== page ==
At a time in 1983, when the Rugby Unions were facing a tough time against professionalism and were fighting a losing battle. It appeared that staging the Rugby World Cup would help in no way to tide over the crisis. However, around the same time, the Australian Rugby Union and the New Zealand Rugby Football Union submitted separate written proposals. The International Rugby Football Board (IFRB) to hold a tournament in New Zealand in 1987 and in Australia in 1988 to coincide with their bicentenary. Although the IFRB turned down both the proposals, the two countries eventually came together. To pool their resources and began a feasibility study for the first world cup that they would present at the IFRB’s annual meeting in 1985.
Australia agreed to host the tournament in 1987 a year ahead of its bicentenary to avoid any clash with the FIFA and Olympic Games. The proposal went through voting (6 votes to 2) and accepted by the IFRB members Australia, New Zealand, England, Scotland, Ireland, Wales, France South Africa and England for holding the Rugby World Cup. Ireland and Scotland voted against the proposal fearing threat to the amateur status of the sport.
World Cup – 1987
Australia and New Zealand jointly hosted the first World Cup in 1987 therefore, Sixteen teams took part. That included Fiji, Japan, Tonga, Romania, Canada, Italy, Zimbabwe, Argentina, and the United States, while South Africa got excluded for political reasons. The teams split into 4 groups with 3 groups based in New Zealand and the group. Australia belonged played the matches in Brisbane and Sydney. The All Blacks defeated France in the finals 29-9 at Eden Park to prove their supremacy in the sport. They played for 100 years. The first World Cup was a financial success as the 600,000 spectators watched the matches at the venues. And another 300 million watching it on television across 17 countries.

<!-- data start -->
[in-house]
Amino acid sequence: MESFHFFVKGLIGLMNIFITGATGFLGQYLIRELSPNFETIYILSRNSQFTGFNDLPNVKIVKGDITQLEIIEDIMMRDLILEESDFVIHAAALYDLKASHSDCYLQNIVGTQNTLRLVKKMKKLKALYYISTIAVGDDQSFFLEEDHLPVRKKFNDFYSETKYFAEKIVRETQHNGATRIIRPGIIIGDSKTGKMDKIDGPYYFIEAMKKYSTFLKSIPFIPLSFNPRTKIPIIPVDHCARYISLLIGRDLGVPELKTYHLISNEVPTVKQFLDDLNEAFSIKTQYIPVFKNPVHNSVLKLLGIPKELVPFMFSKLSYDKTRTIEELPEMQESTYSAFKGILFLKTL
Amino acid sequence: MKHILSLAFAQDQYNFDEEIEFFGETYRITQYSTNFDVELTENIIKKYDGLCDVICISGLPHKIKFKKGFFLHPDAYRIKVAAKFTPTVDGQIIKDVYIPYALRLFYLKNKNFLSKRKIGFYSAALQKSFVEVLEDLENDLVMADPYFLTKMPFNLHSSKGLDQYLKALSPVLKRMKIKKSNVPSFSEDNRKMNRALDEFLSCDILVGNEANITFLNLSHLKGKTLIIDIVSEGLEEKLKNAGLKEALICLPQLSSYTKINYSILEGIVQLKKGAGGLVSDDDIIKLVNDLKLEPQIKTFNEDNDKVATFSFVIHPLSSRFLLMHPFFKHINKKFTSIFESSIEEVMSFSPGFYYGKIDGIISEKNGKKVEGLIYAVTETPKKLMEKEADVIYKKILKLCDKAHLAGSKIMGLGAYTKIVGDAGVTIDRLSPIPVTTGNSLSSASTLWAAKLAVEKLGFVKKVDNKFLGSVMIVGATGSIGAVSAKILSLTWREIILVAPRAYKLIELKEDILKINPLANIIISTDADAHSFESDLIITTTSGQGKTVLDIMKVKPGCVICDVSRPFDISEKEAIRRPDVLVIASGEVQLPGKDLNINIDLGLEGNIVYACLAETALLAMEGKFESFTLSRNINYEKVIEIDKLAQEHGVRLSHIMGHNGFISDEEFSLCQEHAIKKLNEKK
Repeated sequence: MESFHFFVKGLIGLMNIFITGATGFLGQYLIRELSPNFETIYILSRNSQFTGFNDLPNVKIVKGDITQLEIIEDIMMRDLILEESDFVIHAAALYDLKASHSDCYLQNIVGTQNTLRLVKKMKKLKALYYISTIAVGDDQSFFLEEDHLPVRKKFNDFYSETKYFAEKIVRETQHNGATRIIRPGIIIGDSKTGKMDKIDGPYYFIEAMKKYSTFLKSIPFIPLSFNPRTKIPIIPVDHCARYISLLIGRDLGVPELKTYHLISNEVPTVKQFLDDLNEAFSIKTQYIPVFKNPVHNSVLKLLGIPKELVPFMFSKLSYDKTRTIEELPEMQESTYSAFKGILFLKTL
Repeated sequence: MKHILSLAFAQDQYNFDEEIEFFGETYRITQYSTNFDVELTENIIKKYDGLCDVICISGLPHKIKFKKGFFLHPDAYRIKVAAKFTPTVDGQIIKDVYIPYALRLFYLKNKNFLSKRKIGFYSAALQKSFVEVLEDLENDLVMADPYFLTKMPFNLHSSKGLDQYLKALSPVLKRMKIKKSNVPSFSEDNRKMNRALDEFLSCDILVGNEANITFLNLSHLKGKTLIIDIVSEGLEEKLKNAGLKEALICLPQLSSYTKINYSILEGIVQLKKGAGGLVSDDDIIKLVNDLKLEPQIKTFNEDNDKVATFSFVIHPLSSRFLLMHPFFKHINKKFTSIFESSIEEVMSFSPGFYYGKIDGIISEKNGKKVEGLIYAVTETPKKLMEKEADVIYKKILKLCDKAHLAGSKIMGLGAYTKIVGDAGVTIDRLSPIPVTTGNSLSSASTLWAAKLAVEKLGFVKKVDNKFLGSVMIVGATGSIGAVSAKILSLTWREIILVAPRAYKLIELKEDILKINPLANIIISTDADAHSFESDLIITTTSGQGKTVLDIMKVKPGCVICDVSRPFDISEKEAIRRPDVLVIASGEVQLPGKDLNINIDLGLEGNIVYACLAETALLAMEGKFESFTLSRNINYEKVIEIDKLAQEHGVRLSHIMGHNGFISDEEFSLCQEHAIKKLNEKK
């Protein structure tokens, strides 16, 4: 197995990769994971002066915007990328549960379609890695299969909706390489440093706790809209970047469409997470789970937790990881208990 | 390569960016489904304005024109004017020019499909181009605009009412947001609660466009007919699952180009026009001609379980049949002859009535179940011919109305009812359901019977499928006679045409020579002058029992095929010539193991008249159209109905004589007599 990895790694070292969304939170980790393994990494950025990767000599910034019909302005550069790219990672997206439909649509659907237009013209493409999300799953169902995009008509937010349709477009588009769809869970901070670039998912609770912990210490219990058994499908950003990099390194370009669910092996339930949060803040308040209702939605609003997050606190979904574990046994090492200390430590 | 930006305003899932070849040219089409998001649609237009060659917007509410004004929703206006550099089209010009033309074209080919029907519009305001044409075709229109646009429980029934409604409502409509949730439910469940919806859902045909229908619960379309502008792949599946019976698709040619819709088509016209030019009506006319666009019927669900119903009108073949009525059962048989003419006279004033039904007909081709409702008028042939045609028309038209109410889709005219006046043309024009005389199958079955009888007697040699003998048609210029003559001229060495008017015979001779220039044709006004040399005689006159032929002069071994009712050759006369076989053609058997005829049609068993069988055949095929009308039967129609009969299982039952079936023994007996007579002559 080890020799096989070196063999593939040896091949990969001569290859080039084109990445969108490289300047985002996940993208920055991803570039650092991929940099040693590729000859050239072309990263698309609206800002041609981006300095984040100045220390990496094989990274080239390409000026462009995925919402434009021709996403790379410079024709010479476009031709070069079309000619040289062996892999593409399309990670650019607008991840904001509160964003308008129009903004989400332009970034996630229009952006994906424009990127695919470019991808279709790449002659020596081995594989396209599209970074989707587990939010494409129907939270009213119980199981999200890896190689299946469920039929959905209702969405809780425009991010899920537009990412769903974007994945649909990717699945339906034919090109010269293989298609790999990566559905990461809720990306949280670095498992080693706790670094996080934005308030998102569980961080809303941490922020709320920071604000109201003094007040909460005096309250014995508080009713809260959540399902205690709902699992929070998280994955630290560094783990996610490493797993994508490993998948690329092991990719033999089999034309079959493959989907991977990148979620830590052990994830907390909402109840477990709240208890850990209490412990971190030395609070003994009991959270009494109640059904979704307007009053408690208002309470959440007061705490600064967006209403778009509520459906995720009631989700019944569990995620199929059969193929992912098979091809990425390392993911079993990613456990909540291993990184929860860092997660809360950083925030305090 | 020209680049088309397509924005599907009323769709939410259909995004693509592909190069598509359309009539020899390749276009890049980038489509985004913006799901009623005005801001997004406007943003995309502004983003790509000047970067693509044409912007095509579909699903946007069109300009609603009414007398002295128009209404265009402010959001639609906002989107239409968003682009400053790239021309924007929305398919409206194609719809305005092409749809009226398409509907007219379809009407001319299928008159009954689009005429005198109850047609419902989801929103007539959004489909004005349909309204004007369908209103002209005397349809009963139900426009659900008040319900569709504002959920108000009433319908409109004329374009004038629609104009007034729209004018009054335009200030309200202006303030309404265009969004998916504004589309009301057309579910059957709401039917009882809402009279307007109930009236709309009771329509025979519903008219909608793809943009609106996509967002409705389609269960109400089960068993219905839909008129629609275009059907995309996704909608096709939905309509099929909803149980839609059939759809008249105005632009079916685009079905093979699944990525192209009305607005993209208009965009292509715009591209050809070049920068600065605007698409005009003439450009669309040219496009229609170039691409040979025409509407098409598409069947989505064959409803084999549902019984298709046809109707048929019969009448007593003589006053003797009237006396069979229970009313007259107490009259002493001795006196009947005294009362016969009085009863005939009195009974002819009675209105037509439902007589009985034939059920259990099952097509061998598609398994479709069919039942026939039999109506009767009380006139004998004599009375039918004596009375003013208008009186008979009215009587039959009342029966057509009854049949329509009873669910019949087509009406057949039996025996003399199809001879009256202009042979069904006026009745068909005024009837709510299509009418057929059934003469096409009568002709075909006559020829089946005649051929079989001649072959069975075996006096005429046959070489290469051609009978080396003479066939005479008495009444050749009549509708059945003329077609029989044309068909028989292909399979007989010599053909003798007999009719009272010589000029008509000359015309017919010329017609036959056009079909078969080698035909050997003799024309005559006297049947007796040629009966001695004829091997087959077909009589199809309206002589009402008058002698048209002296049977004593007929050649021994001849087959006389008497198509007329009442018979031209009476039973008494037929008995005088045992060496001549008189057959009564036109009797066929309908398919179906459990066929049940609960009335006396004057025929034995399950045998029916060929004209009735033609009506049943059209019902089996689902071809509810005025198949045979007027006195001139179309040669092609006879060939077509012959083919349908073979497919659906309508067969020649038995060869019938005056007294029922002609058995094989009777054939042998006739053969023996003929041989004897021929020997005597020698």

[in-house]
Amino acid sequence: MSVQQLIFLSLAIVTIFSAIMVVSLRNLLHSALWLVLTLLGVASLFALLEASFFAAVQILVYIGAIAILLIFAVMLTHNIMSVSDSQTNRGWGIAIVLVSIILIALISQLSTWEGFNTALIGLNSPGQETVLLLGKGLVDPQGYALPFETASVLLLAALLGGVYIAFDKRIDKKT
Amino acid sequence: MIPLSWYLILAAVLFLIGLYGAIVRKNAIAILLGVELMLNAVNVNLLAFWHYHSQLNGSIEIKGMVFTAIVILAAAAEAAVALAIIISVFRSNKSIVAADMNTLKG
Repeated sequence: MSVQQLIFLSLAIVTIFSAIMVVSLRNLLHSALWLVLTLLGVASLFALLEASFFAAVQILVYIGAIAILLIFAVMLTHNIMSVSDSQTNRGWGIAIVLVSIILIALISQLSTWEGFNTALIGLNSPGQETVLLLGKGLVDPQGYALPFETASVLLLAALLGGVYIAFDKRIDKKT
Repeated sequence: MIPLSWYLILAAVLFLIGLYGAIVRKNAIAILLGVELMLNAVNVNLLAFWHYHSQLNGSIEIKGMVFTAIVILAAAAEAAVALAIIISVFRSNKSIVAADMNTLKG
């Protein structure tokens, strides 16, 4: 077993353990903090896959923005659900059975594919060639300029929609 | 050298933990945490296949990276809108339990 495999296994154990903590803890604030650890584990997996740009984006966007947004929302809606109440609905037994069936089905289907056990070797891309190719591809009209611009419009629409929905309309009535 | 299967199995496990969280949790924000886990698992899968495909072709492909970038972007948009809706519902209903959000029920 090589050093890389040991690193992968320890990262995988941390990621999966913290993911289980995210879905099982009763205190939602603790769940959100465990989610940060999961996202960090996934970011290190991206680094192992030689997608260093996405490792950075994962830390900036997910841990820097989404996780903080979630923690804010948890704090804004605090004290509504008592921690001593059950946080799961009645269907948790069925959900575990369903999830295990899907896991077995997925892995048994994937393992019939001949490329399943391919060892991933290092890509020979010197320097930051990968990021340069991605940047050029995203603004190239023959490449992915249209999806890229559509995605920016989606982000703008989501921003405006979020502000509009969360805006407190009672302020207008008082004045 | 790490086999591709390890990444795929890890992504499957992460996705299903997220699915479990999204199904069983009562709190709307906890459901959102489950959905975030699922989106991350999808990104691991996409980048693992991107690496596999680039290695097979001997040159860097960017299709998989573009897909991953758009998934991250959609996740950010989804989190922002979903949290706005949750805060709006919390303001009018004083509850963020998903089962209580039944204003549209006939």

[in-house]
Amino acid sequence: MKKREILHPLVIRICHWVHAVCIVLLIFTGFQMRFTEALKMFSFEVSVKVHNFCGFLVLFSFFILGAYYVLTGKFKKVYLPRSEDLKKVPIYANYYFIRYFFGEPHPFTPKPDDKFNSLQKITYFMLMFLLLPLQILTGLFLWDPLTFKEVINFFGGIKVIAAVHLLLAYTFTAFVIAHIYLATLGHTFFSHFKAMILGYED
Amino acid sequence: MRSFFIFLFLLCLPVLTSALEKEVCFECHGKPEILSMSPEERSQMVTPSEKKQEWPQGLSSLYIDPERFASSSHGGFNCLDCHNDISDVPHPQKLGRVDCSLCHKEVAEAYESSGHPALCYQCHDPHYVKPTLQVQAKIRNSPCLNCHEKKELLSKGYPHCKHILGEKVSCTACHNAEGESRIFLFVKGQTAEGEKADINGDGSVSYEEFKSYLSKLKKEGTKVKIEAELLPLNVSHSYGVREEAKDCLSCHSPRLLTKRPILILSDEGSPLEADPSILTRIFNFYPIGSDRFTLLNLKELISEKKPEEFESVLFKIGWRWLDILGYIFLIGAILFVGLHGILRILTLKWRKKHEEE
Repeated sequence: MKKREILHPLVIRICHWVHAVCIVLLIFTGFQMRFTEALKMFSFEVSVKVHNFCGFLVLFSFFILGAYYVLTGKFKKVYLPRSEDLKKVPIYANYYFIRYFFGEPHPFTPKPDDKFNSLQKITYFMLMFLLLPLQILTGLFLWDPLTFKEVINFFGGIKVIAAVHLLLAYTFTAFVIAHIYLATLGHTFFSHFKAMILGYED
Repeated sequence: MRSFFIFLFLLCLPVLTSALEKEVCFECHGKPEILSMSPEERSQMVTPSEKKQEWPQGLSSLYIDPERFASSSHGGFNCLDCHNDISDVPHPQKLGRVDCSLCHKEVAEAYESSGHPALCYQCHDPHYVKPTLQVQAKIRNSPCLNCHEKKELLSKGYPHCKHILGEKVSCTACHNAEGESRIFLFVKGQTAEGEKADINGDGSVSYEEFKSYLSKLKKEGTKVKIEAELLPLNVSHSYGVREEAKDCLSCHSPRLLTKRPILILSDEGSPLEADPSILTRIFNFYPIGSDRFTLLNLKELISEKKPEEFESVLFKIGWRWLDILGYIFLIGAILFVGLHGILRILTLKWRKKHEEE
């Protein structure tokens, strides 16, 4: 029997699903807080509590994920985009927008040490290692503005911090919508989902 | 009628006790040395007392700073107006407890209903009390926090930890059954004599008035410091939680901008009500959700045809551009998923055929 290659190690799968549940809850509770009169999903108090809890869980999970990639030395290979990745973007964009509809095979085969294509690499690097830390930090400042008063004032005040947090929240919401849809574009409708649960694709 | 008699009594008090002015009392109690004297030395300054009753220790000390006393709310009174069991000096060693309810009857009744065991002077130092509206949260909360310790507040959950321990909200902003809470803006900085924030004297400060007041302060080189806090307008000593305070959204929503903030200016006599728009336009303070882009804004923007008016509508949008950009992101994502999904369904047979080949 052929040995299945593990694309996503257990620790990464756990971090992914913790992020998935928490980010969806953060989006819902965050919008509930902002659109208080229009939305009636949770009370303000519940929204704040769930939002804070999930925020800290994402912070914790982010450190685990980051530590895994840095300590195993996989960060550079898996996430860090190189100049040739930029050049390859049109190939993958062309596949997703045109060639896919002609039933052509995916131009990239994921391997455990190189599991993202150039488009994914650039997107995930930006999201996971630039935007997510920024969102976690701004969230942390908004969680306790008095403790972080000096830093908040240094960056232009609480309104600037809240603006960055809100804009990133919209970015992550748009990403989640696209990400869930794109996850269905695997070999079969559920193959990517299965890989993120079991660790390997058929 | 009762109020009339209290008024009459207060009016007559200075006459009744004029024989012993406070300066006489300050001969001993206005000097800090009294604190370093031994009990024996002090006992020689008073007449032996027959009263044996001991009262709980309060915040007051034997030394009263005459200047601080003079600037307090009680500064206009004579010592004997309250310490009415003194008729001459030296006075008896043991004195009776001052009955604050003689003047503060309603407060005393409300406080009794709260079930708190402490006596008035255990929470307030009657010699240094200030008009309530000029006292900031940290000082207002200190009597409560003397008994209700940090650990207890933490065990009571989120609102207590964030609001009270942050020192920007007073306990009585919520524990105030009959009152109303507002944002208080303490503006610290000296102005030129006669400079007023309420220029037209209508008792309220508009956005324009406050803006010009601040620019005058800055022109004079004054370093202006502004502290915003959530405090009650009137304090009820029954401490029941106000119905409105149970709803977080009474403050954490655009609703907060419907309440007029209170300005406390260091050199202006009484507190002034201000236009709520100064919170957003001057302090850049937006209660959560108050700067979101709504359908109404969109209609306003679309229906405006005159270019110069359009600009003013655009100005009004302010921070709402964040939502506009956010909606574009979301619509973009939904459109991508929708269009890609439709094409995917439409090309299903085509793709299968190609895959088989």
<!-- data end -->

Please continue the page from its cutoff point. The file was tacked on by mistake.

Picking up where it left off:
A Quadrennial event
Like the other major quadrennial sports events like the FIFA World Cup and Olympics, the Rugby World Cup to take place every four years. Since the first World Cup in 1987, to date, there have been 9 tournaments with the latest going on in Japan between September and November, and 20 nations are taking part in it. New Zealand has won the competition three times (1987, 2011 and 2015), and Australia and South Africa have both won it two times each in 1991/1999 and 1995/ 2007, respectively. England has won the tournament only once in 2003.
First time in Asia
The Tier-I rugby nations have dominated the sports and always played hosts to the World Cup at different times. But for the first time in 2019, the Rugby World Cup has broken the tradition as Japan is hosting the event as the first Asian country.
The opening match of the tournament was played in the Tokyo Stadium in Chofu, and the final will take place at the Yokohama International Stadium on 2nd November 2019.
Comments are closed.